A Bay Ridge man who walks with a cane is running out of patience with the New York City Marathon, and is demanding the racers avoid his neighborhood entirely so that Ridgites can get one more enjoyably fall day a calendar that has too few of them to begin with.
Mike Byrne, who lives on 81st Street between Third and Fourth avenues, is collecting signatures on a petition to block the world’s most-important long-distance running event from traipsing through Bay Ridge, insisting that there are better routes that would be less intrusive to residents.
“This thing just sucks the life out of people,” said Byrne as he walked his dog. “You can’t do anything that day. You can’t get out of this neighborhood.”
Byrne says it would be better for everyone — especially Ridgites — if racers stayed on the Gowanus Expressway after leaving the Verazzano Narrows Bridge, then exited at 65th Street, where they could hang a left and head toward Fourth Avenue, where they would resume the normal route.
Crazy? Some of his neighbors don’t think so.
“The parking is bad enough as it is,” said Stella Nicolosi, who lives in Byrne’s building. “The traffic [during the marathon] creates too much congestion.”
But chances of the New York City Roadrunners, which sponsor the race, changing the route are slim. In fact, the group is considering expanding the race to two days, according to the Daily News.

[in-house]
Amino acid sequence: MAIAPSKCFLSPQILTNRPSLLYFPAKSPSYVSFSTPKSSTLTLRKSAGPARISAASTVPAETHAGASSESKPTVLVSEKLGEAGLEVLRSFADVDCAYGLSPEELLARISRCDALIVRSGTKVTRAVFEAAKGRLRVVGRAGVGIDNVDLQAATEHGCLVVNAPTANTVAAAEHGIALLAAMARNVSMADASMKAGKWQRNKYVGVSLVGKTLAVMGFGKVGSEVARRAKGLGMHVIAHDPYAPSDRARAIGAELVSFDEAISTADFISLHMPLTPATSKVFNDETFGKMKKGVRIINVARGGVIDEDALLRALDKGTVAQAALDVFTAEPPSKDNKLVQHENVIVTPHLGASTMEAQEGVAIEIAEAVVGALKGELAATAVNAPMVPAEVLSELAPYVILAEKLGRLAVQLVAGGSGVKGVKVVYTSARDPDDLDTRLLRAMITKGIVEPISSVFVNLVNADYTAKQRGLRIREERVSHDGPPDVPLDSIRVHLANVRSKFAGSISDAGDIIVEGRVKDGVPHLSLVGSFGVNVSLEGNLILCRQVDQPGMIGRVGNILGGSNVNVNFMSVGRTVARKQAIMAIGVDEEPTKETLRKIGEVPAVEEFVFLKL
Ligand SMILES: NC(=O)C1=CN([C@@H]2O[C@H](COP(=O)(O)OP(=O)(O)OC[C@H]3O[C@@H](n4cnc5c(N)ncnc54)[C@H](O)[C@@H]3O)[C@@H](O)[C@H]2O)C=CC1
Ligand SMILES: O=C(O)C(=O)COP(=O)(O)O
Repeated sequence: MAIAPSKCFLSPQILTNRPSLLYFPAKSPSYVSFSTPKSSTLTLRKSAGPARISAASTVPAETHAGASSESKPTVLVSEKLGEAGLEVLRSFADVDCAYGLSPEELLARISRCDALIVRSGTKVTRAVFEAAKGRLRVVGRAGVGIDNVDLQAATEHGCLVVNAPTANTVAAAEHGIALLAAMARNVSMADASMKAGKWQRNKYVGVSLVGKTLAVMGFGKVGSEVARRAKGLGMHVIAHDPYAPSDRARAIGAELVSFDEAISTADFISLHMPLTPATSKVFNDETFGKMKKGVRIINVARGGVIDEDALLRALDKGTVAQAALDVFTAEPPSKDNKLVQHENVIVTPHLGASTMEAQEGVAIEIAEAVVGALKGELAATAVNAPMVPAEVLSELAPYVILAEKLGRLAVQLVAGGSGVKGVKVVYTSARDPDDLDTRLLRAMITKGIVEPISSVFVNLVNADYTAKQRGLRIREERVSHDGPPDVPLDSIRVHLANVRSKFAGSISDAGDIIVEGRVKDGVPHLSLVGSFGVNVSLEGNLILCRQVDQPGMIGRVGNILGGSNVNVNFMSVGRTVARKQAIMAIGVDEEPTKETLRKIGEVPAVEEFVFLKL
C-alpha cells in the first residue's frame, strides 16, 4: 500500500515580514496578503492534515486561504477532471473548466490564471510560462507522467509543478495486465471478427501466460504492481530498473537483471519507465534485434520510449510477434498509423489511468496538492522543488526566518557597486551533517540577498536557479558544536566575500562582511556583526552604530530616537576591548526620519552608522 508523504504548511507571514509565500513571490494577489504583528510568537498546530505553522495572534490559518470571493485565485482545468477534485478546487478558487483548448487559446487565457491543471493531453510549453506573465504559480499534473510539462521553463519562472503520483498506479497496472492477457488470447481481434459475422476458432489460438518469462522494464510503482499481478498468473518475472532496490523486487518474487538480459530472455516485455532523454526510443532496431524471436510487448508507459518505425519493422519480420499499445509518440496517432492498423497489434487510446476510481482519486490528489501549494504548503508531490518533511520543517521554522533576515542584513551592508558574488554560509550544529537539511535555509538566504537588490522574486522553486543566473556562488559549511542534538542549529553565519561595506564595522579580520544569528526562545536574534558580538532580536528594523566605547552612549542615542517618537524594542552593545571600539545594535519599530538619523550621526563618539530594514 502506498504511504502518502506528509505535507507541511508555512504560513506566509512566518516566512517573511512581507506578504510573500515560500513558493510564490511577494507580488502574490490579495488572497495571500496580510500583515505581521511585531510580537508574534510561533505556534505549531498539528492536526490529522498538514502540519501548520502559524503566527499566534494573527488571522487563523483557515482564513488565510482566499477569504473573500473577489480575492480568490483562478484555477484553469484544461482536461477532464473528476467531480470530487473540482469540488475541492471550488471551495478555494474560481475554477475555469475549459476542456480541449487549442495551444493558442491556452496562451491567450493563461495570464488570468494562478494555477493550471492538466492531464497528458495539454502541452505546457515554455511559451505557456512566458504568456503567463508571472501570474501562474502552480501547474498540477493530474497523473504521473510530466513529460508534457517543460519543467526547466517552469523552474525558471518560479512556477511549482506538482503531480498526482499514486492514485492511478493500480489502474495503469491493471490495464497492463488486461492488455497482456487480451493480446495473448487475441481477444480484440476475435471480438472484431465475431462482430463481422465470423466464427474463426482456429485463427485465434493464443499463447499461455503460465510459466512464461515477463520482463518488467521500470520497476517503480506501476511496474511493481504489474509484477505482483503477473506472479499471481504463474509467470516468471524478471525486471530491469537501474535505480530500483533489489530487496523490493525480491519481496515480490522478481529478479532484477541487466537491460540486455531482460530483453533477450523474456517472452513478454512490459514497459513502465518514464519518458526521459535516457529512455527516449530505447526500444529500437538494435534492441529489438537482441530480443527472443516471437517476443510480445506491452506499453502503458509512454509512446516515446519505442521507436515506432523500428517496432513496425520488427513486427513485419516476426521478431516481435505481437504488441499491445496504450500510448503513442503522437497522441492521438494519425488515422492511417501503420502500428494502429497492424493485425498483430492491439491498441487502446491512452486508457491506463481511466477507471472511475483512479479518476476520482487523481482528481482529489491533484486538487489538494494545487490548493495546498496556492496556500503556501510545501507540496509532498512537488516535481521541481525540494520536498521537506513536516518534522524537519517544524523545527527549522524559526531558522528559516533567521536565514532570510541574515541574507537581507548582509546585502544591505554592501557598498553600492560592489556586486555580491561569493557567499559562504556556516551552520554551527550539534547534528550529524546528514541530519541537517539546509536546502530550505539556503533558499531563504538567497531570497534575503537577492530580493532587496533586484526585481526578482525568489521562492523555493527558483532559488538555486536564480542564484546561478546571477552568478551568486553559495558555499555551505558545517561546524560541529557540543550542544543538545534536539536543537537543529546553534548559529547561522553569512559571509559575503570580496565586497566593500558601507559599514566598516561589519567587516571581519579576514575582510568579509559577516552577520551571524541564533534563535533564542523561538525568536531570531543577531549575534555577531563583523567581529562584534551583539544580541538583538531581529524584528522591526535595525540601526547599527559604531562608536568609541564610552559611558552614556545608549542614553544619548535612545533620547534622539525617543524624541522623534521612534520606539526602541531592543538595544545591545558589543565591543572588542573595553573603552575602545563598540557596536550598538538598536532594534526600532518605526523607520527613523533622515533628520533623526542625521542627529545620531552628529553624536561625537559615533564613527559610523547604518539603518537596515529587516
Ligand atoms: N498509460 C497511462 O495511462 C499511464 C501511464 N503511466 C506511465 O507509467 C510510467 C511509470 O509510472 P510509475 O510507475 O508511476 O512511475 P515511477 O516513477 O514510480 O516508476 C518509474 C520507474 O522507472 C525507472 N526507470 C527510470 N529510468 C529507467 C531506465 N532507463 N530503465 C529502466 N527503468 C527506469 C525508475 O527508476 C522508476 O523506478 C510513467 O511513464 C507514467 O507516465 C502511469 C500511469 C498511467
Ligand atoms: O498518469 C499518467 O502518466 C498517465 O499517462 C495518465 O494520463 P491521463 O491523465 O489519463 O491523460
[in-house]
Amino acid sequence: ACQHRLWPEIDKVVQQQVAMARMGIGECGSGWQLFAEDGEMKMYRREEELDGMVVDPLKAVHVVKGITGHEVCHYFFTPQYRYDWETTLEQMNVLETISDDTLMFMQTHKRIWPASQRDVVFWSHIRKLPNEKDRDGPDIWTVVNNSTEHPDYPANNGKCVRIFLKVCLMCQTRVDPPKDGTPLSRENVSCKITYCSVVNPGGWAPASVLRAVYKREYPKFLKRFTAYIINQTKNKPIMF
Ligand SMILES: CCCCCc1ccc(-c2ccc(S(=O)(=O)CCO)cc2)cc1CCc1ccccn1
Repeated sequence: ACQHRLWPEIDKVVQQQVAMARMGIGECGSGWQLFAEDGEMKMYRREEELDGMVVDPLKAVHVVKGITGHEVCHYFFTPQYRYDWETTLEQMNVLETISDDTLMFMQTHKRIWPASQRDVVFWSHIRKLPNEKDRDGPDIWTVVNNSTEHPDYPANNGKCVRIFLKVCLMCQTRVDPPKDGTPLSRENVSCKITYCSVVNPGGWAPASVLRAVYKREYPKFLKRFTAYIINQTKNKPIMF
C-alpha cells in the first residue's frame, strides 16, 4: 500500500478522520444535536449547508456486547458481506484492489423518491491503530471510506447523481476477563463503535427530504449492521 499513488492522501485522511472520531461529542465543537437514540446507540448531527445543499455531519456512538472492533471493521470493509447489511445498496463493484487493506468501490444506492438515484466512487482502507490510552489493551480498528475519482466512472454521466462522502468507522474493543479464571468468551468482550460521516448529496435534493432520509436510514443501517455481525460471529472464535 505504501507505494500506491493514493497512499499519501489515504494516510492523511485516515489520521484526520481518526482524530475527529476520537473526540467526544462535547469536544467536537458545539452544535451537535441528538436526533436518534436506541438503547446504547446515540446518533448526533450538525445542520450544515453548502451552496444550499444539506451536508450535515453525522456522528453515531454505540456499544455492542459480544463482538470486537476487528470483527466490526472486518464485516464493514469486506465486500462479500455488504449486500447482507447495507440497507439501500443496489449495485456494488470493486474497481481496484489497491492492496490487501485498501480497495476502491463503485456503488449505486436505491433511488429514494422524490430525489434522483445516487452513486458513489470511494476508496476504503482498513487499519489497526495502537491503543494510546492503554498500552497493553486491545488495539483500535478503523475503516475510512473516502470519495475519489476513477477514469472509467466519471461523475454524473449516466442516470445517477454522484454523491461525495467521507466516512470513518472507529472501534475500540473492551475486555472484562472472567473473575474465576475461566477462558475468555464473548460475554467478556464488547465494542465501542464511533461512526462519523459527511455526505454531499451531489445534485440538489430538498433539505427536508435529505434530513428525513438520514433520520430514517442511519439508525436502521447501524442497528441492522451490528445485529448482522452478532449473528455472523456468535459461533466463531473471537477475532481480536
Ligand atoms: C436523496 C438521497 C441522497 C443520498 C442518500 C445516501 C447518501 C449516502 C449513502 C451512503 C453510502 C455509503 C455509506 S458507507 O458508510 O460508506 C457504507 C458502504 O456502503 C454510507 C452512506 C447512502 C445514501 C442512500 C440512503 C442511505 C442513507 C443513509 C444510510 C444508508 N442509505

Of course, that doesn’t sit well with Byrne, whose petition also demands organizers keep the race to one day.
“I’ll hang piano wire [to trip runners] before I let the marathon go on for two days,” said Byrne, who’s wife volunteers to hand out water to runners each year.
Presently on Marathon day, Fourth Avenue in Bay Ridge is closed from 82nd to Third streets, as well as parts of 74th, 92nd and 95th streets. Traffic over the Verrazano-Narrows Bridge to Staten Island, a neighboring borough, is closed in two sections from midnight to 3 pm, and from 7 am to 3 pm, wreaking havoc on traffic in the Ridge.
The annual event drew 47,000 runners this year in a 26.2 mile race that is usually won by someone from a foreign country.
Byrne said that if the race organizers don’t go for his highway plan, an alternative route could have runners pass through Dyker Beach Golf Course and onto 13th Avenue through Dyker Heights to 65the Street.
Changes to the race’s course do happen: this year runners trotted down 74th Street in the Ridge for the first time to make up for yardage lost on the Rock, — one of the course changes that has been implemented since the current incarnation of the race began in 1976.
Of course, not everyone is on board with the course change.
“I thnk he’s being selfish,” said Bob Cassara, a bicycling advocate who said he liked to watch the marathon with his kids. “It would make us an outlier among all the neighborhoods. If you cant find a parking space or it disrupts your routine, go out of town for the weekend.”